Wanted: Internet Savvy Docs

Edition: April 2002 - Vol 10 Number 04
Article#: 1206
Author: Laura Thill

Are your customers afraid of the Internet, or do they recognize its value as a time-saving, efficient tool for communicating with patients?

The benefits of using e-mail and web sites to link the physician and patient are clear: Communication can be timely and efficient, at little cost and inconvenience to the physician. E-mails permit physicians to quickly deliver test results and follow-up instructions, or even pass along educational materials. Patients can reach their physician easily and directly, without the frustration of being placed on hold by a receptionist or receiving inaccurate information by a third party over the phone. From the doctor's vantage point, e-mails can be printed out and attached to patients' charts for better record keeping.

For Internet communication to run smoothly and effectively, however, both physicians and their patients must consent to following guidelines that address patient privacy and confidentiality issues, as well as physician and patient security.

On one hand, patients can seek important answers from their doctor, such as investigating whether a particular blood test will require fasting, or confirming side effects from a certain medication. On the other hand, though, patients may worry that their e-mails are read by others besides their physician, or they may discover the Internet is merely an advertising tool for their doctor. Conversely, physicians may be deluged by irrelevant or unnecessary communications.

The American Medical Association has issued the following guidelines for physicians to protect their interests, as well as those of their patients:

Communication Guidelines
•        Establish turnaround time for messages. Be careful about using e-mail for urgent matters.
•        Inform patients about privacy issues.
•        Establish types of transactions permitted over e-mail.
•        Instruct patients to put the category of transaction in the subject line of the message for filtering.
•        Request that patients put their name and ID number in the body of the message.
•        Configure automatic reply to acknowledge receipt of messages.
•        Send a new message to inform patients of completion of a request.
•        Request that patients use the autoreply feature to acknowledge reading the clinician's message.
•        Develop archival and retrieval mechanisms.
•        Maintain a mailing list of patients, but do not send group mailings where recipients are visible to each other.
•        Avoid anger, sarcasm, harsh criticism, and libelous references to third parties in messages.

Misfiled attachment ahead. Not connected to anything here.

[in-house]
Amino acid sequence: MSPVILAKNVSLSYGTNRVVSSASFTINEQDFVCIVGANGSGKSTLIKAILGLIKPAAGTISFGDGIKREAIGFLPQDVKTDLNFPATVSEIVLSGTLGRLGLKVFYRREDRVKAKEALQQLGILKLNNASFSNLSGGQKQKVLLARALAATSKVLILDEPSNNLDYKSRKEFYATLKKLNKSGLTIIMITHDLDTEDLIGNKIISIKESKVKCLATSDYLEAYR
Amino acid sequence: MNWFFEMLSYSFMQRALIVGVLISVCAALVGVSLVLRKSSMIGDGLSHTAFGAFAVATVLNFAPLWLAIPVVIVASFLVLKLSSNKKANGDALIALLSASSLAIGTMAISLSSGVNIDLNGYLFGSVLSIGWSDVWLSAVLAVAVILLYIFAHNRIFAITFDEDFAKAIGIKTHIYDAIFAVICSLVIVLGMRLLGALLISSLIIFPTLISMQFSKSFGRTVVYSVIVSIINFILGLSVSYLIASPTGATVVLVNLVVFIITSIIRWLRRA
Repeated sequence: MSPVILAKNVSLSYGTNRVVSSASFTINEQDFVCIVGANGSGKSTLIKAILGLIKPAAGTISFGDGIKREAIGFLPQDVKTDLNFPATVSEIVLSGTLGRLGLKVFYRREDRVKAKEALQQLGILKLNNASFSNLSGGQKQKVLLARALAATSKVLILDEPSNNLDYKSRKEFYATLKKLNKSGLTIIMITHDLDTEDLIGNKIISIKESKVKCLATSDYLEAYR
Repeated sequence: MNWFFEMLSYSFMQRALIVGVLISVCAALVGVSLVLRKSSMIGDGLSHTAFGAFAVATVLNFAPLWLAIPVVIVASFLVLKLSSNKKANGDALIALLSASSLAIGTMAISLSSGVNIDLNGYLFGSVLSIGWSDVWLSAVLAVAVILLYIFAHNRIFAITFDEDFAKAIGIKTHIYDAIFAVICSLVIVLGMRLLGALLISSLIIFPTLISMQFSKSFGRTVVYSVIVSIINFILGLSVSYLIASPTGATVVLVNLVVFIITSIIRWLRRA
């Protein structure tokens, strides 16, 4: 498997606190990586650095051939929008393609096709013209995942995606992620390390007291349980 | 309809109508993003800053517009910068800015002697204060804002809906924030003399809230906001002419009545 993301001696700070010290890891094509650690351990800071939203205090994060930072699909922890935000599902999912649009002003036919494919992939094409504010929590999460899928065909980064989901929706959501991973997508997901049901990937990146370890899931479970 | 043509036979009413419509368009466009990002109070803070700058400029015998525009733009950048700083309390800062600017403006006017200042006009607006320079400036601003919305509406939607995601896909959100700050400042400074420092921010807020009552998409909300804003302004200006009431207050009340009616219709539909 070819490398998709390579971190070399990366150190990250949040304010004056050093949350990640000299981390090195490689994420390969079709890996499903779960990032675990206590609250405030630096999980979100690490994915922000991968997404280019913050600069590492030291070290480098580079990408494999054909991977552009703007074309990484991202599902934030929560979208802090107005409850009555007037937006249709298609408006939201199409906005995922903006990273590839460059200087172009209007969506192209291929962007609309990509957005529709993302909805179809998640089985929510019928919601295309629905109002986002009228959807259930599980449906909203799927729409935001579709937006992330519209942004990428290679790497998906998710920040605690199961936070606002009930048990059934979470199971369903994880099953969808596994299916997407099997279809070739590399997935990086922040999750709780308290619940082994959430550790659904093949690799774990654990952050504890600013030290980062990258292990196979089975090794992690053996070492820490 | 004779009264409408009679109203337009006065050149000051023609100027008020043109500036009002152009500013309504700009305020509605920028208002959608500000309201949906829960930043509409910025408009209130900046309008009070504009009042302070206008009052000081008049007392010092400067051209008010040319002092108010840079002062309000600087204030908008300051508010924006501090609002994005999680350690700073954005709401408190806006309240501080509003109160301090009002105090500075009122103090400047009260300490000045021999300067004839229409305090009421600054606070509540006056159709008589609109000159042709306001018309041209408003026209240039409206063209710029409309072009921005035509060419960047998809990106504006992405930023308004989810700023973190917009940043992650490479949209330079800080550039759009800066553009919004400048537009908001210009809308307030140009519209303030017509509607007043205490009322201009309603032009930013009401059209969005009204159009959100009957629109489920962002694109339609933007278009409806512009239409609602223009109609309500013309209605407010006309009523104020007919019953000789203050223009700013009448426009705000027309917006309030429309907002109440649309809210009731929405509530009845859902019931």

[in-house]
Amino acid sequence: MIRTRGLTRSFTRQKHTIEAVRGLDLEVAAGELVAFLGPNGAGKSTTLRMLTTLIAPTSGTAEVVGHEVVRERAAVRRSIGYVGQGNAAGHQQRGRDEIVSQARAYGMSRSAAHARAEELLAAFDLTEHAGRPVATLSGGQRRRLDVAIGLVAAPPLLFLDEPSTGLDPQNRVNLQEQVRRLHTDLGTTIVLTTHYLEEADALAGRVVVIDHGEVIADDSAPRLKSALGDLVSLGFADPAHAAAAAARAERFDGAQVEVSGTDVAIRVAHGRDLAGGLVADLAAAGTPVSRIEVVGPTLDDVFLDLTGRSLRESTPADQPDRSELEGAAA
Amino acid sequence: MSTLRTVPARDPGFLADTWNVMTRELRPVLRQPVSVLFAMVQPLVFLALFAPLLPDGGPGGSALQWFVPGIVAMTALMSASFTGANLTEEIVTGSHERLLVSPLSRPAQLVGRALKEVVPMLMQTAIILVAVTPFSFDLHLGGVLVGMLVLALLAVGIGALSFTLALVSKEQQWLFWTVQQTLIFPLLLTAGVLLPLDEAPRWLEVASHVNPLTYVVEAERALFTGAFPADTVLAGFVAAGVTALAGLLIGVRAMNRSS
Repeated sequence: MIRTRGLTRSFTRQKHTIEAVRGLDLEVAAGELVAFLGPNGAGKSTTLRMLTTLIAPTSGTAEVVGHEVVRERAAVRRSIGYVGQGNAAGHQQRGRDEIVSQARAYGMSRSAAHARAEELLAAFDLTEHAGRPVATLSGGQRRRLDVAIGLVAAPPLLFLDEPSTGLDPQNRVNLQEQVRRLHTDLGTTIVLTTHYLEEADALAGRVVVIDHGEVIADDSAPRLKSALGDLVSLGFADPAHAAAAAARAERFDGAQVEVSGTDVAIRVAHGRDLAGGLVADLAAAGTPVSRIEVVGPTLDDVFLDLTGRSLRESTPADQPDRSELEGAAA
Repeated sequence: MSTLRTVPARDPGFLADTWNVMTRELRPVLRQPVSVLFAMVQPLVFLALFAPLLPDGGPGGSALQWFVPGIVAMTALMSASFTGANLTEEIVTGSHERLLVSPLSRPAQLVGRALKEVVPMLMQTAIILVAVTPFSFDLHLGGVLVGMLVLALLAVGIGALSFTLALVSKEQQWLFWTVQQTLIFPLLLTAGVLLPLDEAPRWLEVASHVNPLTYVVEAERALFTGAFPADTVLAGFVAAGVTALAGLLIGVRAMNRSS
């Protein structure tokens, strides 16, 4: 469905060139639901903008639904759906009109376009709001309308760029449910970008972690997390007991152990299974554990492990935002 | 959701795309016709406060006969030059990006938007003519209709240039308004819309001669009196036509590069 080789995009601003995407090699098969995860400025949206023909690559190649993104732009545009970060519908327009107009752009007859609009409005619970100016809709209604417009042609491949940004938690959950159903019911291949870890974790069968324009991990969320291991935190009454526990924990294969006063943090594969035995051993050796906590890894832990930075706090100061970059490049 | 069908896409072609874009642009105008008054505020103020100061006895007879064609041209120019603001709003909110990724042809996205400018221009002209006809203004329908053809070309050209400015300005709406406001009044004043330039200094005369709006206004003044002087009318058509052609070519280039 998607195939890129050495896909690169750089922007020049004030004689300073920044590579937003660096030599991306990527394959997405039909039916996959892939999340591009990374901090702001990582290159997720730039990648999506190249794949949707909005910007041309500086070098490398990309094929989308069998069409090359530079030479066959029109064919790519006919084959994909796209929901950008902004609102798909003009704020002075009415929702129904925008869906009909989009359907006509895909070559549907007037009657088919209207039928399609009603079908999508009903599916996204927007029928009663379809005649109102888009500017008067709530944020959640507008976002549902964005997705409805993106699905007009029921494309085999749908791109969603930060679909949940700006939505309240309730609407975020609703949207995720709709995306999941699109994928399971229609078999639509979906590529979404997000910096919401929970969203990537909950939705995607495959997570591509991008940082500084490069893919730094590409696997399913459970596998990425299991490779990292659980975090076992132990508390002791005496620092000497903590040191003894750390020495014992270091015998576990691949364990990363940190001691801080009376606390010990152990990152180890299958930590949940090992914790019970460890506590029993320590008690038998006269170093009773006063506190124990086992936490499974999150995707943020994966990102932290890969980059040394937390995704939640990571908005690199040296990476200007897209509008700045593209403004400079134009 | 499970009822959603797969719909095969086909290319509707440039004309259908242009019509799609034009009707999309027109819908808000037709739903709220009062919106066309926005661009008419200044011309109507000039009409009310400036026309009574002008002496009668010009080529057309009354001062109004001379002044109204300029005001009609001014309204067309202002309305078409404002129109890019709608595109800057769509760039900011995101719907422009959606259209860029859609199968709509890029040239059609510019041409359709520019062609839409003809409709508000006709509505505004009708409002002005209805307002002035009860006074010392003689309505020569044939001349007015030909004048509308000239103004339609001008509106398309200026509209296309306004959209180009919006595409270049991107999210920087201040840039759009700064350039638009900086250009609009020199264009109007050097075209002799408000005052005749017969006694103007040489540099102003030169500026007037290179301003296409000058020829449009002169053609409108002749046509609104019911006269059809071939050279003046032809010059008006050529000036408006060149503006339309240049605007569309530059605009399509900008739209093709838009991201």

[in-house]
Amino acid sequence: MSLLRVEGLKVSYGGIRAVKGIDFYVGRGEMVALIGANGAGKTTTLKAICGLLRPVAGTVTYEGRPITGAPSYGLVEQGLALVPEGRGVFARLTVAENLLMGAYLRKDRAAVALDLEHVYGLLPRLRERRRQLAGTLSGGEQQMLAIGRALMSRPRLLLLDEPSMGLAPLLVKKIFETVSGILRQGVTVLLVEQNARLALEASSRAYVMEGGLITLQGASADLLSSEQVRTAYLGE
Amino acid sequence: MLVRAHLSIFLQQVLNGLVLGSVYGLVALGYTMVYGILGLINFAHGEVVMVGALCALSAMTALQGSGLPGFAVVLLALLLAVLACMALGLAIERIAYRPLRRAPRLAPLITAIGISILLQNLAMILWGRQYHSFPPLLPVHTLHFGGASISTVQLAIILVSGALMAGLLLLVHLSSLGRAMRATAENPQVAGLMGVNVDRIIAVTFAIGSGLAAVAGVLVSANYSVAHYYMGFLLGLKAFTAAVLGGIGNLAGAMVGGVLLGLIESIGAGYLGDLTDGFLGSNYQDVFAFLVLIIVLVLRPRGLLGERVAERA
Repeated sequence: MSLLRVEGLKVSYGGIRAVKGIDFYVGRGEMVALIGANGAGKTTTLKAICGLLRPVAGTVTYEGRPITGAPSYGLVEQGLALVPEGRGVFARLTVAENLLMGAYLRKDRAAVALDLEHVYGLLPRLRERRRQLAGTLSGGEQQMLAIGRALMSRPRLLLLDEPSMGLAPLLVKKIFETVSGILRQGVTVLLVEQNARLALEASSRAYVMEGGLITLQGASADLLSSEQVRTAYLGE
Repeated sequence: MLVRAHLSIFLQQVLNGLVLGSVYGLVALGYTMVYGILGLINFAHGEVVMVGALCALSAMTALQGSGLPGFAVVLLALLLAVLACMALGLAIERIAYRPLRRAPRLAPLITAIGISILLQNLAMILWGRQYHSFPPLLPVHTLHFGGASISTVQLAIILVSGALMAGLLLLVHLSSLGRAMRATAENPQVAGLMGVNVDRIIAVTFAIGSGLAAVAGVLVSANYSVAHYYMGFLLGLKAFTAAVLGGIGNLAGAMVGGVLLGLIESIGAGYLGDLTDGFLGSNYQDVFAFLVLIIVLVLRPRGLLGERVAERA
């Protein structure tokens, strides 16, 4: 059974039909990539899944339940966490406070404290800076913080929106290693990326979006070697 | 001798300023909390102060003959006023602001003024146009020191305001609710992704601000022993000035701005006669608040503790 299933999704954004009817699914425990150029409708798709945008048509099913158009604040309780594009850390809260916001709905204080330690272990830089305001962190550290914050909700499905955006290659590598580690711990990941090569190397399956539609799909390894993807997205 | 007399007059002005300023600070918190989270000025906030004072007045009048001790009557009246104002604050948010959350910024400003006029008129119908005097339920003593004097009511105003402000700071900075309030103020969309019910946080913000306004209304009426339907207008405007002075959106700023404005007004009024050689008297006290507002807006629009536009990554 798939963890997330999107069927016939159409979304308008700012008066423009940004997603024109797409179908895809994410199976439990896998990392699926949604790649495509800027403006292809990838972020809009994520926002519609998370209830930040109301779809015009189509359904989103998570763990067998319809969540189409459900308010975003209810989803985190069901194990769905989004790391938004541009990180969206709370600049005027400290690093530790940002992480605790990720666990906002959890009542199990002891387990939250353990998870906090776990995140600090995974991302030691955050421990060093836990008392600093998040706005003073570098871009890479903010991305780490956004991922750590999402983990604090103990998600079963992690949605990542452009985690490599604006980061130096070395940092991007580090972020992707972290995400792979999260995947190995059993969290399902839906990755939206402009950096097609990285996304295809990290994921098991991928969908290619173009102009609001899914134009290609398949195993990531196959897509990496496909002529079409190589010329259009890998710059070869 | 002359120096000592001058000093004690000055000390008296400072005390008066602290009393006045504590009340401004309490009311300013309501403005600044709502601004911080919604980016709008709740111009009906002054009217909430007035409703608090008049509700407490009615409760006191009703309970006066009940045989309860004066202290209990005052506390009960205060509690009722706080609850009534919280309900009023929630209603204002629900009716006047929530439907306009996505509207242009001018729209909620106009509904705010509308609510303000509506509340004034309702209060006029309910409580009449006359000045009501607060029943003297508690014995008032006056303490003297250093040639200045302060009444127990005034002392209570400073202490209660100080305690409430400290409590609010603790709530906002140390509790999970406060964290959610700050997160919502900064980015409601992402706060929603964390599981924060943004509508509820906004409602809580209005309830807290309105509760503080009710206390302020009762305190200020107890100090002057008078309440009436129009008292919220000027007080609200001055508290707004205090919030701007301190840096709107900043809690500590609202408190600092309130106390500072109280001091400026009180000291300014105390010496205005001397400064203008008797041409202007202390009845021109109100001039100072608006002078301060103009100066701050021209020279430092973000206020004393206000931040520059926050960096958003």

Medicolegal and Administrative Guidelines
•        Physicians should develop a patient-clinician agreement for the informed consent for the use of e-mails. Agreement should contain the above communications guidelines, and should:
1. Provide instructions for when and how to convert to phone calls or office visits.
2. Describe security mechanisms in place.
3. Hold harmless the healthcare institution for information lost due to technical failures.
4. Waive encryption requirement at patient's insistence.
5. Perform weekly backups of e-mail onto long-term storage.
6. Commit policy decisions to writing and electronic form.

Change Takes Time
It's not so much that physicians are resisting newer technologies such as the Internet. But, physicians will not latch onto something simply because it's new, says Deloitte Consulting in the Jan. 25, 2002, edition of its Taking the Pulse series, “Physicians and Emerging Information Technologies. While most physicians use the Internet, if this service disappeared, they would continue their medical practices as they always have, according to Deloitte Consulting. It's not that the interest in this technology is lacking, but physicians “have not found the applications or services that demonstrate clearly how the web can help them increase professional revenues, reduce expenses, save time, or improve the quality of care for patients (Taking the Pulse, “Physicians and the Internet,'' Sept. 2001).''

In its 2001 Taking the Pulse survey, Deloitte focuses on three areas that demonstrate physician use of the Internet:
•        Numbers of physicians using the Internet, and to what extent.
•        The nature of physicians' online activities.
•        Physician attitudes and expectations about the value of the Internet and its impact on their clinics.

As many as 90 percent of the 1,200 physicians interviewed (the sample was obtained from the American Medical Information database) said they had relied on the Internet to some extent over the past year. Eighty-two percent of participants described their use of the Internet as weekly; 55 percent said they rely on it daily. For the most part, physicians go online to access journals, visit medical sites, locate patient education material, or talk to colleagues, according to Deloitte Consulting.